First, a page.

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Second Treatise of Government and a Letter Concerning Toleration

ISBN-10: 0486424642

ISBN-13: 9780486424644

Edition: 2002

Authors: John Locke, J. W. Gough

List price: $5.00
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Description:

The basis of social and political philosophy for generations, these two works laid the foundation of the modern democratic state in England and abroad. The Second Treatise of Government,a systematic account of the foundations of political obligation, fulfills two objectives: it refutes the concept of the monarchy's divine right and establishes a theory reconciling civil liberties with political order. Locke's Letter Concerning Toleration,arguing for a broad acceptance of alternative religious convictions, is a corollary of his theory of the nature of civil society. Both are essential reading for students of philosophy, history, and political science.
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Book details

List price: $5.00
Copyright year: 2002
Publisher: Dover Publications, Incorporated
Publication date: 8/14/2002
Binding: Paperback
Pages: 160
Size: 5.25" wide x 8.25" long x 0.50" tall
Weight: 0.462
Language: English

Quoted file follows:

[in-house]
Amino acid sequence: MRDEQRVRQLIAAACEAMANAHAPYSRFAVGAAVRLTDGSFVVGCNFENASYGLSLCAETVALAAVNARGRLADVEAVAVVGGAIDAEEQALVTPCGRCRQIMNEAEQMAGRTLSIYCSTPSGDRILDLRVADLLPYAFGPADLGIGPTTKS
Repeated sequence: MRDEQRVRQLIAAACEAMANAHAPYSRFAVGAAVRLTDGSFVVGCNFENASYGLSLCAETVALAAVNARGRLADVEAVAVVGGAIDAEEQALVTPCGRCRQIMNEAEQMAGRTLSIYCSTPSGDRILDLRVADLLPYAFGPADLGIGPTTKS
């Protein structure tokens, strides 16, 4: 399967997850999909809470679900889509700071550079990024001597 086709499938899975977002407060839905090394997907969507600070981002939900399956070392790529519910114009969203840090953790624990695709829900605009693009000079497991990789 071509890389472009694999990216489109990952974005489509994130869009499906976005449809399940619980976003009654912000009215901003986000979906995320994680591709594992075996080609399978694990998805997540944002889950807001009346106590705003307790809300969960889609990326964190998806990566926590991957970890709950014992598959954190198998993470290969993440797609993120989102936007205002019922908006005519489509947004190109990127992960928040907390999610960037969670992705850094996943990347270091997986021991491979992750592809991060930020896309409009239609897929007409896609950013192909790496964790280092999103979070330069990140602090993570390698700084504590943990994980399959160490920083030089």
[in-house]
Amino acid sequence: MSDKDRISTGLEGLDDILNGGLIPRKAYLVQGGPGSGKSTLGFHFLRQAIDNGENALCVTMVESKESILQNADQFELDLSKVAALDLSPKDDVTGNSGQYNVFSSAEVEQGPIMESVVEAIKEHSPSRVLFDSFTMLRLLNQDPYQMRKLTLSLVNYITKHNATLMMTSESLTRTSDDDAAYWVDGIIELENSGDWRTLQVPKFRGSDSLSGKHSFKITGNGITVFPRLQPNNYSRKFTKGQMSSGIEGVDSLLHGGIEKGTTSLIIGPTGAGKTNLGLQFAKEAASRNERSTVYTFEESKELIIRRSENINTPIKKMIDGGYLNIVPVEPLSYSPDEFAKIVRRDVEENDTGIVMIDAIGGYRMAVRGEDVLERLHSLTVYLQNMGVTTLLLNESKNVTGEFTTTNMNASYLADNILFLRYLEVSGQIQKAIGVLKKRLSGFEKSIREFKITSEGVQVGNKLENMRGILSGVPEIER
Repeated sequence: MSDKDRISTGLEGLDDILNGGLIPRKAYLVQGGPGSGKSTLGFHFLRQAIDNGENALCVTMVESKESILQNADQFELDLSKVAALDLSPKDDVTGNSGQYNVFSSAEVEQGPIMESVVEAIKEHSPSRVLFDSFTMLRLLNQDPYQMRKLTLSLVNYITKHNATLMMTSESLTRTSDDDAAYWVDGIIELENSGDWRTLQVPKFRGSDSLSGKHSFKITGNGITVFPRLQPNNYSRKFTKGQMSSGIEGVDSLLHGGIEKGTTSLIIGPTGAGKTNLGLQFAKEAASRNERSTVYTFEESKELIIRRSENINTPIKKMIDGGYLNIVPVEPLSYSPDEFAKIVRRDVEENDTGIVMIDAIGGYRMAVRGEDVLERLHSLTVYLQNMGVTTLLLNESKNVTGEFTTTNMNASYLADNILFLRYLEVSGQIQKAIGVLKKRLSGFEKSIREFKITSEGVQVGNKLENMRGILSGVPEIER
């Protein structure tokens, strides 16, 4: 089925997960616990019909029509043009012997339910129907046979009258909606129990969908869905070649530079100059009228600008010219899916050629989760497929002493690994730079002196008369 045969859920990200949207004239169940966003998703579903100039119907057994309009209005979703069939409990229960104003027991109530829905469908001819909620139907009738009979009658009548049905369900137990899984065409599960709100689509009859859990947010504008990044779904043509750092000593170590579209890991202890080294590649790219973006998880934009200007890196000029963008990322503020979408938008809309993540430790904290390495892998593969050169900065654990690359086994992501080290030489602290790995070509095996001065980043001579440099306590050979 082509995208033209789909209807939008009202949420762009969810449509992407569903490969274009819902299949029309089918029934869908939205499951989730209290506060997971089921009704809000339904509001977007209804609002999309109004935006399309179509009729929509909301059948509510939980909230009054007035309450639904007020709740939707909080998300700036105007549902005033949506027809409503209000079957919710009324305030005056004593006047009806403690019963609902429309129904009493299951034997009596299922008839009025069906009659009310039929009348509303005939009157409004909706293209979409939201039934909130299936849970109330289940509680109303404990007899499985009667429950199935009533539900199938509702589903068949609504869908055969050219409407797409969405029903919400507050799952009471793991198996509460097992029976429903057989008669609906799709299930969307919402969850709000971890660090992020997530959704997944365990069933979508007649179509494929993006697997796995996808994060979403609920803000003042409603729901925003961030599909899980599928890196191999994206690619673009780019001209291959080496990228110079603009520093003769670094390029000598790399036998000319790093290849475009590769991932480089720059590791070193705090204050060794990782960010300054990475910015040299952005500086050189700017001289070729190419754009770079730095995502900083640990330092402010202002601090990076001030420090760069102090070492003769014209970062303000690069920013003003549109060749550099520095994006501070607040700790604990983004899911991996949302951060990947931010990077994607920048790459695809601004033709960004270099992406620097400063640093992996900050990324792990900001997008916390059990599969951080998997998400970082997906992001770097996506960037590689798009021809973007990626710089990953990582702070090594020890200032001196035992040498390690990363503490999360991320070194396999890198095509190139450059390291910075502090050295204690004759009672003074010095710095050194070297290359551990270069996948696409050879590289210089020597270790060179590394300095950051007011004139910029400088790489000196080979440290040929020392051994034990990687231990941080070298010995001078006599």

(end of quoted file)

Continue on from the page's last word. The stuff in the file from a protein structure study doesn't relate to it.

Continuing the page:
John Locke's works of political and social philosophy, written in the 17th century, have strongly influenced intellectuals ever since - including the founders of the United States of America. Born in 1632 in Wrington, England, Locke studied at Christ Church, Oxford, where he earned his B.A. and M.A. degrees in the late 1650's. He also studied medicine and earned a medical license. His studies led to an interest in contemporary philosophers influenced by science, such as Rene Descartes. Locke read widely among them while teaching at Christ Church over the next few years. In 1667, Locke became personal physician and adviser to Anthony Ashley Cooper, who later was appointed Earl of Shaftesbury. Through Shaftesbury's patronage, Locke earned some government posts and entered London's intellectual circles, all the while writing philosophy. He was one of the best-known European thinkers of his time when he died in 1704. In An Essay Concerning Human Understanding (1690), Locke established the philosophy of empiricism, which holds that the mind at birth is a blank tablet. Experience, Locke believed, would engrave itself upon the tablet as one grew. He felt humans should create theories according to experience and test them with experiments. This philosophy helped establish the scientific method. Locke codified the principals of liberalism in "Two Treatises of Government" (1690). He emphasized that the state must preserve its citizens' natural rights to life, liberty and property. When the state does not, Locke argued, citizens are justified in rebelling. His view of liberalism comprised limited government, featuring elected representation and legislative checks and balances. While a Christian, Locke believed in absolute separation of church and state, and he urged toleration of those whose religious views differed from the majorities.